May 11 – Anguish

As women, we are made to feel that it’s our fault if we can’t be the perfect embodiment of the feminine mystique while also having all the strengths and qualities of men. We must be sexually appealing yet chaste, confident yet modest. A walking contradiction. We should be successful, but not too successful. Same goes for intelligence. We wouldn’t want to make men feel insecure, after all. We must excel at work and at home. Care for our families, be the perfect mothers, wives, sisters, and daughters, yet also somehow do well in our careers. We have to keep a clean house, put good food on the table, find the perfect gifts and wrap them, ensure everyone regularly attends their doctor’s appointments, plan parties and family get togethers, oh and don’t forget we have to look good while doing all of this. God, I’m getting stressed out just writing about it. It is unrealistic and sounds ridiculous when put into words, but somehow we still feel bad when we don’t live up to these insane standards. Society, media, and particularly social media, have all made this seem like it’s our cross to bear. It’s not.

photo of seawaves

On this topic, Anne Wilson Schaef writes:

“No wonder we sometimes find ourselves filled with anguish. There is just too much to do. Too many demands are made upon us. We are asked to be too many people—some of whom we are and some of whom we are not. Anguish is probably a normal response to such a situation.

Luckily, we do not have to stop with anguish. It is important to feel our anguish, go through it, and move on. One of the ways we stay stuck is to block our feelings and refuse to admit them. Sometimes life presents us with vises, puts us in them, and screws them tight. Then we find that as we let ourselves feel our feelings of hurt and anguish, we can move on.”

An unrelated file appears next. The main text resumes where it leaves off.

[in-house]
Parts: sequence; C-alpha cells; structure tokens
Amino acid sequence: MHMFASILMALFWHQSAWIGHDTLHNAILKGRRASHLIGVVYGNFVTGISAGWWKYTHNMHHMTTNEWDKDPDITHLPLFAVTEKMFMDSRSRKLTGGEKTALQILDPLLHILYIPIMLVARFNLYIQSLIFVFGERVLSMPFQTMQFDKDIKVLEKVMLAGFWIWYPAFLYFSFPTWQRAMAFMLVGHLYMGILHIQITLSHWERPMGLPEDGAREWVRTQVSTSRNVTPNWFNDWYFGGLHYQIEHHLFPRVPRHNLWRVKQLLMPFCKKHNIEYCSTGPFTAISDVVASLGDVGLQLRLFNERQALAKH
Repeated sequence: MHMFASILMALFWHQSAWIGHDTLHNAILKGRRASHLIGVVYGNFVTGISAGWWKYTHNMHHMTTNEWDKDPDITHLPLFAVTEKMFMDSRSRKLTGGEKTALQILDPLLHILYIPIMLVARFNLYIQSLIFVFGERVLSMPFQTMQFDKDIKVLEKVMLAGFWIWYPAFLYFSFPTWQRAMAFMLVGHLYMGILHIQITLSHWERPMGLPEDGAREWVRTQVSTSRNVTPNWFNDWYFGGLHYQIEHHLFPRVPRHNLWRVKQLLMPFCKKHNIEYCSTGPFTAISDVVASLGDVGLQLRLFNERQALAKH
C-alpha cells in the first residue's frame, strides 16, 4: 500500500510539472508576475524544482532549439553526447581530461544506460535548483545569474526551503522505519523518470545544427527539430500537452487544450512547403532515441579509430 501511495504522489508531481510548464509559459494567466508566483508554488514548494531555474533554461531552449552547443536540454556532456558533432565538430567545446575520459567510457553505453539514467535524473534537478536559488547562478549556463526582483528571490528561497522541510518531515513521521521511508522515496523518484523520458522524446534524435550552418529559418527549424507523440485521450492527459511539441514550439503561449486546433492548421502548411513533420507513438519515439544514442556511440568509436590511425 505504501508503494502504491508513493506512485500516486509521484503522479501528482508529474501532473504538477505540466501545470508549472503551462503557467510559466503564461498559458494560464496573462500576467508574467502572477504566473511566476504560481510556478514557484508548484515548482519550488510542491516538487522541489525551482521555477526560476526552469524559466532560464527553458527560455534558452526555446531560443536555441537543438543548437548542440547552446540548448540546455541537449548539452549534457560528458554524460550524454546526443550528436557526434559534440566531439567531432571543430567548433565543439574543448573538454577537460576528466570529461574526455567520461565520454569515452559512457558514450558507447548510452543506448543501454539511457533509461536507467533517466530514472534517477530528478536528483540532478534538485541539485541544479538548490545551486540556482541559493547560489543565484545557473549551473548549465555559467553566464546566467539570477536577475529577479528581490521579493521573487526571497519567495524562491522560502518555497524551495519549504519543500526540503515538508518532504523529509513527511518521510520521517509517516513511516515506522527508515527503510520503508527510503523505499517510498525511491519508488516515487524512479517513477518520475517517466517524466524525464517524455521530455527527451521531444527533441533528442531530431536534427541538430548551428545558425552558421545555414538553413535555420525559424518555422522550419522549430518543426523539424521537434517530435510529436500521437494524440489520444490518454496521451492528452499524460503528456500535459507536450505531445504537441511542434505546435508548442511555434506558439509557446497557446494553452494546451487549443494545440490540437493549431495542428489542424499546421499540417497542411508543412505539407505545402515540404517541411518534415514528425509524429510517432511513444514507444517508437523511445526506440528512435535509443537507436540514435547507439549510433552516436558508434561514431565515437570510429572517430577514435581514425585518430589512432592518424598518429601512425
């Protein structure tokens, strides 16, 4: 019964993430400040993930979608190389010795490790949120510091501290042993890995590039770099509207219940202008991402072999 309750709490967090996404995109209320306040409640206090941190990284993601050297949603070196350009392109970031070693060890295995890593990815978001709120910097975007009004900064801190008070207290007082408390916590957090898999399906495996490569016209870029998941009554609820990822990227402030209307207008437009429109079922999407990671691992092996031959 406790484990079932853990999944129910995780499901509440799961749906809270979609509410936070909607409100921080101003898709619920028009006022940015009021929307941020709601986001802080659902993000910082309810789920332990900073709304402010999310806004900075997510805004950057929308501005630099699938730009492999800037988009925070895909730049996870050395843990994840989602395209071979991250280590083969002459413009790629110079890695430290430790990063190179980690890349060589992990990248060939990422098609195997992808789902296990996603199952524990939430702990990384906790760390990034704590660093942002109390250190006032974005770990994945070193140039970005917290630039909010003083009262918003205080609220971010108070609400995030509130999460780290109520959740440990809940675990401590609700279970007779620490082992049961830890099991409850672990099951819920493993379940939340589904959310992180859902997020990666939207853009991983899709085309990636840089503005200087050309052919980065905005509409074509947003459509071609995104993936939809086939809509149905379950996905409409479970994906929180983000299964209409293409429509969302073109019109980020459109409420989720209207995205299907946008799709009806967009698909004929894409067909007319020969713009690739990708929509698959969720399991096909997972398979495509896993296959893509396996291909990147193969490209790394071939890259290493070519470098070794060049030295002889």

Vises are like corsets in that they’re constricting, tight, painful and uncomfortable, and yet we can always step out of them. The same is true for expectations and demands. We don’t have to do anything anyone else tells us simply because they’ve told us. Not even if they’ve asked. We don’t owe anyone a damned thing. We also don’t have to feel bad about ourselves if we don’t live up to their expectations. It’s okay to disappoint people. Lord knows we can’t please everyone. It’s much easier to not care about letting people whom we don’t know down than it is people we do know, though. It gets much more difficult to follow this advice when we frame it in the context of disappointing our family or friends. It all comes down to whom we are living our lives for though. Do we really want to live in anguish at the expense of ourselves just to please the people we care about? At the end of the day, shouldn’t they care about us? If they really loved us, wouldn’t they support us when we make decisions based on our own happiness? Unfortunately this is not always the case, but we must remember that we are the only people we must answer to at the end of the day. As long as we can say that we’re doing our best, that we’re living our lives in a way that doesn’t harm others and in fact even brings some good to the world, then isn’t that enough? It should be. Sometimes it’s easy to forget that good enough is enough.

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